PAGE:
Notes: The genus Glyphis is one of the oldest in tha family Graphidaceae. It groups lirelate lichens with stromatic lirellas, usually coffee coloured pruinose, having hyaline multiseptate/muriform spores. Glypis spp. have a pantropical distribution. However, some of its species are known to exist in more temperate climates, as is the case of the species G. cicatricosa.
As is happening with me all the time finding new species is a matter of strategy with lots of luck. Relatively to the species in this observation, a kind of mith in lirelate lichens, I thought to had found it some 2 and a half years ago (see observation 76257), which now I know to be not true because, in the meantime I was able to identify the species (to be consider in a forthcoming observation). Talking with a portuguese lichenogist last year, I already knew that G. cicatricosa exist among us at this location, but the known specimens disappeared meanwhile due to the overthrow of the host tree.
It was a big surprise for me to have found it two days ago, precisely my last observation of the day (see observation 164529). I have looked arround for new specimens during some minutes but with no success. Yesterday I went back to the place and found a new specimen, some twenty metters from the former observation, again having Acer pseudoplatanus as host tree. This new specimen is a mature one with lots of apothecia, though all small and none with the dimensions of the biggest in the first observation. Making a quick microscopic observation, all the data of the previous one were confirmed, but the observation of the asci, with lots of them full of spores, was much better than in the former that only has a small number of mature asci:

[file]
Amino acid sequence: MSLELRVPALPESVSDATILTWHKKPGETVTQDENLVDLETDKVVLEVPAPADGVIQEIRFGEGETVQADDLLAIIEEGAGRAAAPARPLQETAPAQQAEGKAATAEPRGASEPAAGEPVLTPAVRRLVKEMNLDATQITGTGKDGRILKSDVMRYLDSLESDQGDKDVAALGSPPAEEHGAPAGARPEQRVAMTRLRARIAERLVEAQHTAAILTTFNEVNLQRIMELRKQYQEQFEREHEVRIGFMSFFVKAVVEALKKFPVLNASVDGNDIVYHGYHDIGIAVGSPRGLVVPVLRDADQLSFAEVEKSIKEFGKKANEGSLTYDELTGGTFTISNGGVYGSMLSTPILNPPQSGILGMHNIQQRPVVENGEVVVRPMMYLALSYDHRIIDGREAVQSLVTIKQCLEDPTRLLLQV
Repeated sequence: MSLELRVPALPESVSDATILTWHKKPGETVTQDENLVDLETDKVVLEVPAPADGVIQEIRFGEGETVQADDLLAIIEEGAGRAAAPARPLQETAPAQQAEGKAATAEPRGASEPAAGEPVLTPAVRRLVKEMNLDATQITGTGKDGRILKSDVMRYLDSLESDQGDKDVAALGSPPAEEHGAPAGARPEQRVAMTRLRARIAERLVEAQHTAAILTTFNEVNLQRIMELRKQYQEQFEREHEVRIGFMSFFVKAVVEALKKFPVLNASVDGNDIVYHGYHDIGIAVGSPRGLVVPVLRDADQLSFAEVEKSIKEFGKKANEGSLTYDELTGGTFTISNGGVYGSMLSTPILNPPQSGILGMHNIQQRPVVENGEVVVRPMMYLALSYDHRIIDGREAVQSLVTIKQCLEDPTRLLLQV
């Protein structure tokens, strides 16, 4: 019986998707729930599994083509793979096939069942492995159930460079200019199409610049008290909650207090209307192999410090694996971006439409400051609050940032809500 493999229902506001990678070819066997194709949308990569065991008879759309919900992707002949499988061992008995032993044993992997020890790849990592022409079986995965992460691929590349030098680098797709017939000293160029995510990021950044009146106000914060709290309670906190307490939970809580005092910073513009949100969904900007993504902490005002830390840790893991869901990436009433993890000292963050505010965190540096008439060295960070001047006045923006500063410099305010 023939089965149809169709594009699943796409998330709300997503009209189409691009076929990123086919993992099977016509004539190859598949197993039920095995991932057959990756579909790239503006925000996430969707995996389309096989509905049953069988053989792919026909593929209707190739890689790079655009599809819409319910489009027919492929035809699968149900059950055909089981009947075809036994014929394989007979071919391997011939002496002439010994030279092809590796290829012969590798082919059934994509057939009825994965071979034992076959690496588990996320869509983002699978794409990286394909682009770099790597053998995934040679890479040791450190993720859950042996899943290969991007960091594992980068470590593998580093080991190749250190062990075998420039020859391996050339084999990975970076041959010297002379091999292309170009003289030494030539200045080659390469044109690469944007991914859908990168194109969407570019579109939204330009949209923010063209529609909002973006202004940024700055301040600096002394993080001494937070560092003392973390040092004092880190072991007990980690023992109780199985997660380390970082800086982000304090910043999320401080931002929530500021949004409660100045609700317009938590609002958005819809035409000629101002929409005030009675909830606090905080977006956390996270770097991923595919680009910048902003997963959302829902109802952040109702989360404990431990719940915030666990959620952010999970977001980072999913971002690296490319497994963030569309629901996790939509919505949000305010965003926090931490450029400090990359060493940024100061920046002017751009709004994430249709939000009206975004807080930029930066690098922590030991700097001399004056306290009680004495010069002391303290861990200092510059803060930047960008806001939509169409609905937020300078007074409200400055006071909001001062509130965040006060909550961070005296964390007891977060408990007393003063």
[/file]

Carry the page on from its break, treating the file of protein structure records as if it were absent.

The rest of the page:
- Ascomata living in small completely carbonized cameras of the substrate;
- Hymenium not inspersed light coloured;
- Paraphyses with a parallel distribution in the hymenium, not branched except maybe at apex, the dark brown tips going outside of the hymenium, which gives a special
configuration to the microscopic analisys;
- Asci of “Graphis type”, i.e. elongate when young becoming clavate when full of spores with a distinct ocular chambre, with the following average dimensions:
Me = 119.07 × 17.79 um ; Qe = 6.69 (N=28);
- Spores multiseptate (with up to 11 septa) with round lumina; The average dimensions obtained for this specimen are:
Me = 42.95 × 8.5 um ; Qe = 5.1 (N=46).
|I’d Call It That||3.0||6.40||1||(zaca)|
sum(score * weight) /
(total weight + 1)
Created: 2014-05-04 00:46:33 JST (+0900)
Last modified: 2016-03-08 06:40:50 JST (+0900)
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